Carbondale Middle School wins state ‘Succeeds’ prize
Roaring Fork Schools had two teams represented among Colorado’s 31 finalists and winners at the 2018 Succeeds Prize celebration in Denver on Tuesday, where Carbondale Middle School came away with the top award.
CMS was announced as Colorado’s winner for the Middle School Transformational Impact award, and Glenwood Springs Elementary School team was a top-five finalist for the Colorado Succeeds Innovation in Education award, according to a news release from the school district.
“The Succeeds prize recognizes and honors transformational public schools and educators,” according to the release.
CMS is one of approximately 500 middle schools in the state. Last spring, the school was named one of only three middle school finalists in Colorado for the prestigious award, according to the release.
“The Carbondale middle school family works hard to ensure that our goal of ‘every student, every day’ is a reality,” CMS Principal Jennifer Lamont said in the release. “This award is recognition for the collective efforts of all the CMS staff.”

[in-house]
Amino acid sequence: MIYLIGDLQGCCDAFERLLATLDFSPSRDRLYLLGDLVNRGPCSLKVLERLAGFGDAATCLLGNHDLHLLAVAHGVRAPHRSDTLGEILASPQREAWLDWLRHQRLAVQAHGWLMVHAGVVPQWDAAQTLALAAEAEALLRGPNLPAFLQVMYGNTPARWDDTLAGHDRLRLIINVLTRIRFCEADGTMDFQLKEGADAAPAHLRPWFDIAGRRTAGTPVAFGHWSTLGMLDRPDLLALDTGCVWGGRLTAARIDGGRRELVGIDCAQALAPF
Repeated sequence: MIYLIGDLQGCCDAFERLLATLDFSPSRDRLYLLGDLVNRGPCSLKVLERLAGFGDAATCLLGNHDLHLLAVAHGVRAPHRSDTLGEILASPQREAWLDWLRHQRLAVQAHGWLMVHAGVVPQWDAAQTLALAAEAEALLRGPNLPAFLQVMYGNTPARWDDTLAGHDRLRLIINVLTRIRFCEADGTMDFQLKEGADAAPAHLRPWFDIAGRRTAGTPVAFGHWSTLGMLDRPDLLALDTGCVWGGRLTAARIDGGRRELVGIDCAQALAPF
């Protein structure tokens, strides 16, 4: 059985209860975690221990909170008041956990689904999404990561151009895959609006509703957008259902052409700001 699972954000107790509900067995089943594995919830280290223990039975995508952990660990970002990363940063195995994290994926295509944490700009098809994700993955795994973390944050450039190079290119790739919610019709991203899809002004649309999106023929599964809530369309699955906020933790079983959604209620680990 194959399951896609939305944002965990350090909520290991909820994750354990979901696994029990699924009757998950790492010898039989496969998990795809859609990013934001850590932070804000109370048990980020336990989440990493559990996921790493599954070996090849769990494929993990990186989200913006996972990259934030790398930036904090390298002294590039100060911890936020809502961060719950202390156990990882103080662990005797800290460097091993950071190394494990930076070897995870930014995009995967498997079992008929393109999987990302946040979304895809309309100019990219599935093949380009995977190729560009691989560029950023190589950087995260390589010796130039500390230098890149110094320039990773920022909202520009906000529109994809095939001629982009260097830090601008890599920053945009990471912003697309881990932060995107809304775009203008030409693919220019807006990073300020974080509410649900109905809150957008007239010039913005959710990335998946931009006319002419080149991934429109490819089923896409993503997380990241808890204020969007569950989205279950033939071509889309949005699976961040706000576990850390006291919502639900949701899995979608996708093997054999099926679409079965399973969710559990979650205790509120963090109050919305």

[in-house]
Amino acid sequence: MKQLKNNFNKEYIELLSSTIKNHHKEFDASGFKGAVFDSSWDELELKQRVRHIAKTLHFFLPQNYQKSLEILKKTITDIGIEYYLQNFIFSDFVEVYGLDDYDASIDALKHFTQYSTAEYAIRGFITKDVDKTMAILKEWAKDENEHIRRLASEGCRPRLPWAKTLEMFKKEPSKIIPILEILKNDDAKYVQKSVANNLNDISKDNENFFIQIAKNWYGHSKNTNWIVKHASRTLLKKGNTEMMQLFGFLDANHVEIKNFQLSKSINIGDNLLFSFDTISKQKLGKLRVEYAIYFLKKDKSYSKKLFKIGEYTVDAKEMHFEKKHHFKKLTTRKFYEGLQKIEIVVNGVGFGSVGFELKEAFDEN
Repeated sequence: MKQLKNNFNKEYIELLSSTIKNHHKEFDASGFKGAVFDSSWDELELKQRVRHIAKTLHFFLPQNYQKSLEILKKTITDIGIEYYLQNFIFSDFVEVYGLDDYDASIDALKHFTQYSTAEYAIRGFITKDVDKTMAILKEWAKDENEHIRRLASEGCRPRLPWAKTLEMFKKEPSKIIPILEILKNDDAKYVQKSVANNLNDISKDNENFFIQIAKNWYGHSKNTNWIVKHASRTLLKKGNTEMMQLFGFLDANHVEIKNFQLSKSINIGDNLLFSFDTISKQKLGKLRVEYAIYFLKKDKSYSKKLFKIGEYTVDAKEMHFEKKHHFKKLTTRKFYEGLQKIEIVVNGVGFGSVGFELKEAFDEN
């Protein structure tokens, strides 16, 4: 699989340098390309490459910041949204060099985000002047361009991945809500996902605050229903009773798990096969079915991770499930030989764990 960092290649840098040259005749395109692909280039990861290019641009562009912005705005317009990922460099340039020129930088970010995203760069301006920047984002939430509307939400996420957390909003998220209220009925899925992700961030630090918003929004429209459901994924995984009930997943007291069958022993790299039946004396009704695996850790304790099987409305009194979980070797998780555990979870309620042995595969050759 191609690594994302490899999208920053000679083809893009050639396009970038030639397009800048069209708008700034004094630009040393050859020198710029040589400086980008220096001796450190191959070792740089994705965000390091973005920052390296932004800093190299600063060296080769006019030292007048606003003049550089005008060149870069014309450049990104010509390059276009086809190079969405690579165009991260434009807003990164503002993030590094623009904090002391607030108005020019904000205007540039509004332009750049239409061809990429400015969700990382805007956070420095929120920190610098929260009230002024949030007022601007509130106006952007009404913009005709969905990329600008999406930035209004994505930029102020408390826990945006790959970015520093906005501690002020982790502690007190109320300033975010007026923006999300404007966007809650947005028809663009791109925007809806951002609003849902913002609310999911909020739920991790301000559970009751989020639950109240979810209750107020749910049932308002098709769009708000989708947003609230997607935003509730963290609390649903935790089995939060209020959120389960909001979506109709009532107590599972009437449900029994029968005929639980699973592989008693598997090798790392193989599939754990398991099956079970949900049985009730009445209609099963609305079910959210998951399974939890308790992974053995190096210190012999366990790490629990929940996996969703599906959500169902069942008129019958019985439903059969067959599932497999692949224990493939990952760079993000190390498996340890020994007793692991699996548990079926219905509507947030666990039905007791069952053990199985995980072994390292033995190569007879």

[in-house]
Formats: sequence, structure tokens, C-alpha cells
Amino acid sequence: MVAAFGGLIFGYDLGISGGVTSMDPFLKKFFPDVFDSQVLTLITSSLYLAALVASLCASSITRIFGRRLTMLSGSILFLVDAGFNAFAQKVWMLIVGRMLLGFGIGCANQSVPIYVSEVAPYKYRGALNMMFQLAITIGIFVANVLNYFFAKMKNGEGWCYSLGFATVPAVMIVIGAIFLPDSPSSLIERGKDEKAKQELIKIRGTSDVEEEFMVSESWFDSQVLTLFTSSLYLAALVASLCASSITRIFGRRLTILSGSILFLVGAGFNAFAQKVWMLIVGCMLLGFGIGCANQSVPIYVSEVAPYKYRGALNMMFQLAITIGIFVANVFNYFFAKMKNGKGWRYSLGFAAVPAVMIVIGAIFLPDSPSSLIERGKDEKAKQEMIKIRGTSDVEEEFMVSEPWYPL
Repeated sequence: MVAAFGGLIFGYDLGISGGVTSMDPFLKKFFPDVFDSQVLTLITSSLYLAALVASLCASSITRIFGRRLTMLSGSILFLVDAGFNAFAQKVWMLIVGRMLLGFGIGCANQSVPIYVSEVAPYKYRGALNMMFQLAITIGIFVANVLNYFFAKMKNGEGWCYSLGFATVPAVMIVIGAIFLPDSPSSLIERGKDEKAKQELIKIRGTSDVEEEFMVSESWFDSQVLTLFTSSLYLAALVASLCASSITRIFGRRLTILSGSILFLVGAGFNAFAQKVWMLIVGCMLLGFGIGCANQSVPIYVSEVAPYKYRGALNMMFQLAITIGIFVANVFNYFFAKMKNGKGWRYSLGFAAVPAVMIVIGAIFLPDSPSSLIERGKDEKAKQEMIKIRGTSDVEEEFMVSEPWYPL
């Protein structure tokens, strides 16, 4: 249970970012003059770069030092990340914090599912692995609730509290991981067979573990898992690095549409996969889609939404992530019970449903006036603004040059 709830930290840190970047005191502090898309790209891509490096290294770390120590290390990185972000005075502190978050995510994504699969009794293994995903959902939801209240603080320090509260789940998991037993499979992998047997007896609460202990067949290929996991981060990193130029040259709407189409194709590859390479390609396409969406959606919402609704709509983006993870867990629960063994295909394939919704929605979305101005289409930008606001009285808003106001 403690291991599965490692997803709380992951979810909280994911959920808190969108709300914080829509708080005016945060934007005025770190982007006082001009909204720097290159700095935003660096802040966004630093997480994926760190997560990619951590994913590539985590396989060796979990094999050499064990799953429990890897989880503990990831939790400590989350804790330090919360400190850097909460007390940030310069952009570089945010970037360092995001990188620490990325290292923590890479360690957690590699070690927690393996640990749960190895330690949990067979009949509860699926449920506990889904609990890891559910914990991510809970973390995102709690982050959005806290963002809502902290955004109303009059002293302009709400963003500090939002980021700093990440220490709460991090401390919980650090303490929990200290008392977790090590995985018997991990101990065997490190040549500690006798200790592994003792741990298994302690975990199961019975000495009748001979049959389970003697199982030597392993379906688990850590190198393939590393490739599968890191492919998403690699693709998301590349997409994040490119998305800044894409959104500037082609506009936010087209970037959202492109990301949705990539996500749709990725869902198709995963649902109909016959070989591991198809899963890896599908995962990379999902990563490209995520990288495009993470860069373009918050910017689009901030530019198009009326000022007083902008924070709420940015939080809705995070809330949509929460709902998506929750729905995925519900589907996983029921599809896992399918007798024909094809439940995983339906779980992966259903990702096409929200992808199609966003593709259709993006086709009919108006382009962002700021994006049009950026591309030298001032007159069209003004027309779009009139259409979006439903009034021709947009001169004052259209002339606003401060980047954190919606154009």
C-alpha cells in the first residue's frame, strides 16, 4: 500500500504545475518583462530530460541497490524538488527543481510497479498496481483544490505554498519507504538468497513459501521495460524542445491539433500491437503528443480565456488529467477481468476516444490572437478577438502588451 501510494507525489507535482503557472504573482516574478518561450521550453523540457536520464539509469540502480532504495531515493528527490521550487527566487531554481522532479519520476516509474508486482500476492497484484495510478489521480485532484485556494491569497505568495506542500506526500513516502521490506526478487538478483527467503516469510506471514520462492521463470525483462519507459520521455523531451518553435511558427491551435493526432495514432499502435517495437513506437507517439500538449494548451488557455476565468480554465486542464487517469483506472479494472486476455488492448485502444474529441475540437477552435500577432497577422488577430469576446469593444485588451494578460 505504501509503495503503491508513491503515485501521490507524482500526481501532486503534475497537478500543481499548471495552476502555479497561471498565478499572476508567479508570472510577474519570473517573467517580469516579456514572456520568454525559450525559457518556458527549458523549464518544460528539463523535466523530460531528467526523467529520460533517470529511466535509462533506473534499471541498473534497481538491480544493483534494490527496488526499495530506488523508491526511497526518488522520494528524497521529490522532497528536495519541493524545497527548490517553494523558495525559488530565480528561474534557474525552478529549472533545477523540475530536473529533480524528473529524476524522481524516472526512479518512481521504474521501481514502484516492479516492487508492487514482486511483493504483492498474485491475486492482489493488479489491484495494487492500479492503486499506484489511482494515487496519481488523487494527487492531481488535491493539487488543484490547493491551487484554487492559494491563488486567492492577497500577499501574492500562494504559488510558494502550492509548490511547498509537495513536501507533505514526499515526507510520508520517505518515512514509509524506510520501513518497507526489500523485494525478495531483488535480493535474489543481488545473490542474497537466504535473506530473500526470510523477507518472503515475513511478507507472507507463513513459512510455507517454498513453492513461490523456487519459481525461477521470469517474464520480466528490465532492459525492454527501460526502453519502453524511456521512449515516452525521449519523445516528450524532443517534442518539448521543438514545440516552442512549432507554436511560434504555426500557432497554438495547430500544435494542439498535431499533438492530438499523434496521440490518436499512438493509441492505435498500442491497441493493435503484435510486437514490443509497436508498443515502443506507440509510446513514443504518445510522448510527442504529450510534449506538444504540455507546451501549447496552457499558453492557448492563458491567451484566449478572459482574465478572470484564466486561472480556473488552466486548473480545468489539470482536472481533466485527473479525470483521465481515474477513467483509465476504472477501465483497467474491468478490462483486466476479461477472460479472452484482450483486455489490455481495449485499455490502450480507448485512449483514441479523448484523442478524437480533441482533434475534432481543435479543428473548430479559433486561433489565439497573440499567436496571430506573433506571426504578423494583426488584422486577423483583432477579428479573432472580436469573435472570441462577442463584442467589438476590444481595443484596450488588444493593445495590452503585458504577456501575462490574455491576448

The school’s innovative practices will be shared statewide as part of the award commitment.
Scott Laband, Colorado Succeeds President, said, “The Succeeds Prize … shares these effective and scalable practices so educators statewide can benefit.”
Added Rick Holt, chief academic officer for Roaring Fork Schools, “The Carbondale Middle school staff continues to demonstrate their ability to innovate and continuously improve.”
Meanwhile, a teacher/student team from Glenwood Springs Elementary School was a top-five finalist for the Colorado Succeeds Innovation in Education award.
GSES teacher Stephanie Pollender and her teammates, Rosalie Potvin, a Glenwood Springs student, and Renee Miller, a retired teacher and Glenwood Springs Garden Club member, were selected for their work on a school garden that’s connected to the community.
The Glenwood team was selected from a pool of over 100 projects to be honored. The garden project was inspired by the school’s visioning process from five years ago, when the staff and community members started the process toward GSES becoming an official EL (Expeditionary Learning) school.
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Marti Barbour was selected almost 20 years ago as the first recipient of a Habitat For Humanity house in the Roaring Fork Valley. She paid off her mortgage in June and recalled the dire times her family faced and the help that Habitat provided.